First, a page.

“It is an honour for me to be here in Birmingham, the beating heart of England. Birmingham is very special for me because it is here that I found myself alive, seven days after I was shot. It is now my second home, after my beloved Pakistan. The doctors and nurses of this town worked hard to help me recover. The teachers of this town strived to rehabilitate my educational career, and the great people of this city gave me great moral support.”
“Pens and books are the weapons that defeat terrorism. I truly believe the only way we can create global peace is through educating not only our minds, but our hearts and our souls.”
On the 3rd September 2013 the New Library of Birmingham was opened. Starting with a fanfare followed by an inauguration speech by Malala Yousafzai, a truly inspired and appropriate choice, the public were finally allowed to see how the reported £188 million had been spent.
Built to replace the stunning, but badly treated, Madin Library the decision and design has been controversial. Having observed the construction of the new library from a hole in the ground, to majestic concrete, to the final circular cage I am not convinced it is the right building in the right place, looming over Baskerville House with a fussy covering hiding a conventional glass box.
The inside, fortunately, is much more interesting.
Arriving just after the doors open to find a large but friendly crowd. Yes a large crowd queuing to visit a library. After a slightly chaotic, but again friendly, wait it is through the doors into the large reception area. People are handing out information and the Stan’s Cafe Commentators are in a hut. Then up the blue-lined escalators to level 2 and the Book Rotunda, with many shelves of colour-coordinated law books.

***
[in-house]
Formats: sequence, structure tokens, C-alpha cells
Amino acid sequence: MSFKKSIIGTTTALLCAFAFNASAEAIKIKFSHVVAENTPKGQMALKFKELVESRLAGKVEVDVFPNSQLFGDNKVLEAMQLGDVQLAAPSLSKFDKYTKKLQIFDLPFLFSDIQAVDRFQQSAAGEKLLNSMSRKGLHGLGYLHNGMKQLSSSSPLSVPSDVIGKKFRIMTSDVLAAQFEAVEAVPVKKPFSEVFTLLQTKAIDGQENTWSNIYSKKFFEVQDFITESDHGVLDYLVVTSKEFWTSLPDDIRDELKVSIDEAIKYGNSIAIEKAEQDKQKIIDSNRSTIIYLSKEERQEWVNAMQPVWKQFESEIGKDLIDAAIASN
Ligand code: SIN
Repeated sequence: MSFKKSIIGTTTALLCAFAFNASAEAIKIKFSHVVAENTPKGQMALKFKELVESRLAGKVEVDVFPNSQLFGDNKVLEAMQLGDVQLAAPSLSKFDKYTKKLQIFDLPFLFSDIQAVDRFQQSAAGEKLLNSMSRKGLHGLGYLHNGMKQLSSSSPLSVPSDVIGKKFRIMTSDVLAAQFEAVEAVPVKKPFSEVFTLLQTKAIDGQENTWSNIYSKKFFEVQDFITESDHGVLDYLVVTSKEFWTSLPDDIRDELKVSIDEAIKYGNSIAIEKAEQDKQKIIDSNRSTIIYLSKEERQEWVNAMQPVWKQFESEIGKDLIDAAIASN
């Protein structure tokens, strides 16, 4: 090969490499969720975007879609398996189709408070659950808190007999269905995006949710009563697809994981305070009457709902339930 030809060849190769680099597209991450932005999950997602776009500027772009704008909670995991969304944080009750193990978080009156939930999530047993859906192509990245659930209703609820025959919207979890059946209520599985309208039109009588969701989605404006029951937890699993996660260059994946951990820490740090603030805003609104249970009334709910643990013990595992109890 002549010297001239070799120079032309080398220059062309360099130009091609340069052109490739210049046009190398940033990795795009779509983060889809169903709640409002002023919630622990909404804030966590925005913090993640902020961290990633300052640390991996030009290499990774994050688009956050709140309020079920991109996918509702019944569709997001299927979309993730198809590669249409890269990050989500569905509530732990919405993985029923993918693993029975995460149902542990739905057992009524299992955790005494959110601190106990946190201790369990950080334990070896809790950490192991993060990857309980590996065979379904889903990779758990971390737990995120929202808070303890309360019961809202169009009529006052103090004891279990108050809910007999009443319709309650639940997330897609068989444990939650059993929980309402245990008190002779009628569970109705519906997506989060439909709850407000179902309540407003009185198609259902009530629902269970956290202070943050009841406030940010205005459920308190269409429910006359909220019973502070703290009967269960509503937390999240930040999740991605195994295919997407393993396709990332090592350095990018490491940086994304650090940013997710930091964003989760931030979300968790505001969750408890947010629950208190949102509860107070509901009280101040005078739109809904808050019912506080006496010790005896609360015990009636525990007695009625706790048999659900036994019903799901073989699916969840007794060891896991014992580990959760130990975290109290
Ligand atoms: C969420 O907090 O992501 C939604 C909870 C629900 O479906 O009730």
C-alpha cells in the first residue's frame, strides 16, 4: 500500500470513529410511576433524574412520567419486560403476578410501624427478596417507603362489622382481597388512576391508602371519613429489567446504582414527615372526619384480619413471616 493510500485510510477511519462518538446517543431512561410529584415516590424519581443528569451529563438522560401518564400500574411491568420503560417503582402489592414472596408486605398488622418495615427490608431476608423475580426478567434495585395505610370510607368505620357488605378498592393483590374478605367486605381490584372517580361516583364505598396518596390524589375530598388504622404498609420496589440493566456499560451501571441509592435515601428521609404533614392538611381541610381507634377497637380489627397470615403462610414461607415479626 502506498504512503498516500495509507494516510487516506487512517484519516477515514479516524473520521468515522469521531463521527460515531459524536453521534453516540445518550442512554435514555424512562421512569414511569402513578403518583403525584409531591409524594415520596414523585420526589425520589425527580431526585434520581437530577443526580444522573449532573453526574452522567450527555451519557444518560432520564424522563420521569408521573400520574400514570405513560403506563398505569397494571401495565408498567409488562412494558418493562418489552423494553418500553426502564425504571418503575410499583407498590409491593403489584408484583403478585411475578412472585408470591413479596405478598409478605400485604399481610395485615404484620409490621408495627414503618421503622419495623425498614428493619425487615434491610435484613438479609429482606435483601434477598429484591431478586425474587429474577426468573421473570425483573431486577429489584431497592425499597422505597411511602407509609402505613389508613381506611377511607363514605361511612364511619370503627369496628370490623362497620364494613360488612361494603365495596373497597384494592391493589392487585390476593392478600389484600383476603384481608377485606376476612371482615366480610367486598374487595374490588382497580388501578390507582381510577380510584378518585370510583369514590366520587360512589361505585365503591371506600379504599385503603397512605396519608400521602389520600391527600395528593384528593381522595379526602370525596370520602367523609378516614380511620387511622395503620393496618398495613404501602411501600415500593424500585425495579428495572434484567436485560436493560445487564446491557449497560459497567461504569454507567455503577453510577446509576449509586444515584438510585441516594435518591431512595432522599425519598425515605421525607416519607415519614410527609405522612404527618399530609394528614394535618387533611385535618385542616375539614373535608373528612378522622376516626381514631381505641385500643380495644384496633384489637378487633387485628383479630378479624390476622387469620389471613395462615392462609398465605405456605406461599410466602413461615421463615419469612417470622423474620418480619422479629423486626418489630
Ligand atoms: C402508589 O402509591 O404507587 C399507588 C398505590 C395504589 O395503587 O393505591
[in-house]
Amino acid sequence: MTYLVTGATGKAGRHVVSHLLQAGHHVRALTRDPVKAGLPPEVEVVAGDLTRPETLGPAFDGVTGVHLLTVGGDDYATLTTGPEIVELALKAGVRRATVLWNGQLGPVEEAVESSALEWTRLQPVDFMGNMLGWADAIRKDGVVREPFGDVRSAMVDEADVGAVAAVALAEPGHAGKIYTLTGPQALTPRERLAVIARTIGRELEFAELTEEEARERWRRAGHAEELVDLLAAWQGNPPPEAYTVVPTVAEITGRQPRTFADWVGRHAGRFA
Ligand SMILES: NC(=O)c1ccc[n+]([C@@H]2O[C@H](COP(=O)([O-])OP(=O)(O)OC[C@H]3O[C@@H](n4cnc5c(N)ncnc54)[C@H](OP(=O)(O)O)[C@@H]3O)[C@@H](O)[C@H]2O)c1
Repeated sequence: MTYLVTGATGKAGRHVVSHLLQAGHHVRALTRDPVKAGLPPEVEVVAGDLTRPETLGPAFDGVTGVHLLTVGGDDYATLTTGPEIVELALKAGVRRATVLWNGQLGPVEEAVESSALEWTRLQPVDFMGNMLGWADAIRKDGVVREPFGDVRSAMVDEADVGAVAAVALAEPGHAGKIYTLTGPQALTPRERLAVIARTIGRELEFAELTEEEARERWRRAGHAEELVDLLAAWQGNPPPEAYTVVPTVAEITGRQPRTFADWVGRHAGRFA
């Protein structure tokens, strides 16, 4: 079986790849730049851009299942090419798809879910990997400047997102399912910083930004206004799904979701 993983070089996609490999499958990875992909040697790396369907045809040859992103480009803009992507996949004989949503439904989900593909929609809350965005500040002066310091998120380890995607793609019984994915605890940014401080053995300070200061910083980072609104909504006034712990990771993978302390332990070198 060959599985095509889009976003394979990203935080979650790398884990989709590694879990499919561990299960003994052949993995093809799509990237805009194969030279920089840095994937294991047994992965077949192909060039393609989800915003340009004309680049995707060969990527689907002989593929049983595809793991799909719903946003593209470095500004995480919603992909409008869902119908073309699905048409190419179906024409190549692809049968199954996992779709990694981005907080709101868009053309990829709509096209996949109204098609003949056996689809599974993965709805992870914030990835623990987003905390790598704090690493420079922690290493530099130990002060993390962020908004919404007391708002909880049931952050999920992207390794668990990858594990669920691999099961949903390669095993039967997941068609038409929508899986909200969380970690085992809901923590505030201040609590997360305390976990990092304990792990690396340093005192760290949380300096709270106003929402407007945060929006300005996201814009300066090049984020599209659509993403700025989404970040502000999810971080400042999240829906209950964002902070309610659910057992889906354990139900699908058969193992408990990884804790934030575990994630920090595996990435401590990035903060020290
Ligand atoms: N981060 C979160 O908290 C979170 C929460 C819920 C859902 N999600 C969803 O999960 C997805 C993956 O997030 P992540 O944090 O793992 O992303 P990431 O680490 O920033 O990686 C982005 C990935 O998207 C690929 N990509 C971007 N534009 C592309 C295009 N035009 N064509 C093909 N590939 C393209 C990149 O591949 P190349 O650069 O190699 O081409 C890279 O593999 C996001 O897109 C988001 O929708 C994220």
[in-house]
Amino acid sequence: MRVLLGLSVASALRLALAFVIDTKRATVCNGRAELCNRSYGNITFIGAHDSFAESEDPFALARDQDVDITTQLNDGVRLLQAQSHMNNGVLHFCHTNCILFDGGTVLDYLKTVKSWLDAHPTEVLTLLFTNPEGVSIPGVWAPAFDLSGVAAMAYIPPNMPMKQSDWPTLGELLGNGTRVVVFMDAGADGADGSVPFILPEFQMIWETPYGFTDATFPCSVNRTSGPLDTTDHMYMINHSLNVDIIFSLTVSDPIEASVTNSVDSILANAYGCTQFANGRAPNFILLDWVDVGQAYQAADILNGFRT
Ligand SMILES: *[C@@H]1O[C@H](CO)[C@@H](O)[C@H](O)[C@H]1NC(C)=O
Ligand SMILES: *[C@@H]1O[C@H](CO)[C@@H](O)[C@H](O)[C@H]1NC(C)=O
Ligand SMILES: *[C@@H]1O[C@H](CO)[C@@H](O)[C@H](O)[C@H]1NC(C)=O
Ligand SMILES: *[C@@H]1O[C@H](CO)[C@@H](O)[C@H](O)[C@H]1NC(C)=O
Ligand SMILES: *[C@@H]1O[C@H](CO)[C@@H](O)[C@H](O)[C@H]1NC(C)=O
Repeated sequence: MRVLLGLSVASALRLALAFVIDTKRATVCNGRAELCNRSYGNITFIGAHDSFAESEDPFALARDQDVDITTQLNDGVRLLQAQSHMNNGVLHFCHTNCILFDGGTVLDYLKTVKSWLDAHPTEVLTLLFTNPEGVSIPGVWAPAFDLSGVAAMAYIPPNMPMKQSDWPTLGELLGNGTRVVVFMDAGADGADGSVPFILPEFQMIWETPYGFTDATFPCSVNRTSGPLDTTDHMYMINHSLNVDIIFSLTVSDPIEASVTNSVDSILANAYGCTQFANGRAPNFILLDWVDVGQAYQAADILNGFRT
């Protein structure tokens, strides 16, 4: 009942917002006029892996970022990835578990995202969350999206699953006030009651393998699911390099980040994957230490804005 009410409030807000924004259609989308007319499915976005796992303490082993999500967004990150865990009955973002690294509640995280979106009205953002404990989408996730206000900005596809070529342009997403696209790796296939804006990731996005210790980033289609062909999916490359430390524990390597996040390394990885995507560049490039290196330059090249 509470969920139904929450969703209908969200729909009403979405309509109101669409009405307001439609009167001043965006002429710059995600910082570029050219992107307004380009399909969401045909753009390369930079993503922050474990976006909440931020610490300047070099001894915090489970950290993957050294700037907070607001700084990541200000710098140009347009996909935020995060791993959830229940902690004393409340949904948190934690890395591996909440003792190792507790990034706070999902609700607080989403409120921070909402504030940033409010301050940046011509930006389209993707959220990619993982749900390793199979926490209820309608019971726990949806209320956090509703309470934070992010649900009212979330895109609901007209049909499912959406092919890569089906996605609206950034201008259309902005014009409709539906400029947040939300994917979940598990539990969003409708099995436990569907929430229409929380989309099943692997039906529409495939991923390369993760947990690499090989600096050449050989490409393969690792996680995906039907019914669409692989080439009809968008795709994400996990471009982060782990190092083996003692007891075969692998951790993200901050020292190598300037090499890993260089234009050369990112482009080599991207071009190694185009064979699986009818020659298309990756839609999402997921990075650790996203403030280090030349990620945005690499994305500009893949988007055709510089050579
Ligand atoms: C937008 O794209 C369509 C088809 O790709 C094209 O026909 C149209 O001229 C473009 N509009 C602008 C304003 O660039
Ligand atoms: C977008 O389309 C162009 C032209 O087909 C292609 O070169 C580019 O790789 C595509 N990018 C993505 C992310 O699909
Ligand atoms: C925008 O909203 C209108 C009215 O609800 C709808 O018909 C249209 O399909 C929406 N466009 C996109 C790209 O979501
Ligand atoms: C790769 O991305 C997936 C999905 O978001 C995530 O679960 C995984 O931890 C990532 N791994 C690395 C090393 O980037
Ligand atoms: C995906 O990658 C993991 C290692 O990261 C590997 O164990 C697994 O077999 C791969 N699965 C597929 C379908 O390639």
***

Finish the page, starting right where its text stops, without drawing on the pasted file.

From level 2 is access to a large outside terrace garden with some good views of the city, but the best views are from the smaller, secret garden up on level 7 and the skyline viewpoint on level 9.
Back inside to the Book Rotunda for the main reason for visiting, Together We Breath created by Super Critical Mass. The piece was for mass brass band, all volunteers from schools, colleges and professional ensembles. You can see the creators discuss the project and watch a clip of the rehearsal here. Whilst being described as having “not a tune in earshot but that’s not any kind of problem” the drone-brass did have a score, or at least a plan:
From my perspective the piece worked brilliantly, filling the space with hypnotic sound with a structure just beyond understanding, although it was slightly faster than expected from the rehearsal.
This performance was the start of the Discovery Season, curated by the always interesting, and reliably brilliant Capsule, responsible for the Supersonic Festival and many amazing musical events. Very much looking forward to the rest of the season, especially Charlemagne Palestine and Rhys Chatham and Adrian Utley doing In C (with Pram!).
As for the rest of the building it is far too early to know if it will work but on day one the mixed and happy crowd loved it, with the story steps on the lower ground being very popular.
True there were some problems with the escalators stopping, probably due to the numbers of users, although I like to think it was in homage to the Madin Library with people stuck in the glass lift on its first day. Also some of the finish looks rough and hurried around the escalators. Even with all the people the building still felt spacious and easy to move around. The travelators from level 3 to 4 may help with people-moving but they do ruin the effect of the Book Rotunda cutting intrusively, in colour and size, across the top of the circular space.
The biggest disappointment, for me, is the Amphitheatre. From the original description and plans I envisaged more of a usable performance space, with tiered steps leading down to a below-ground stage. What we have is a sunken circle with no access from above and very limited viewing, just a single row around the fence. Whilst it is being used for some performances, and the opening fanfare, this appears a missed opportunity.
To help find your way around there is an excellent visitor guide which can be downloaded to prepare in advance.
And visit you must, this is an important addition to the city and deserves to be used and explored. Now if only we can convert Madin’s Library into the Birmingham Museum of Modern Art…
– words by Paul
— pictures by Paul & Dave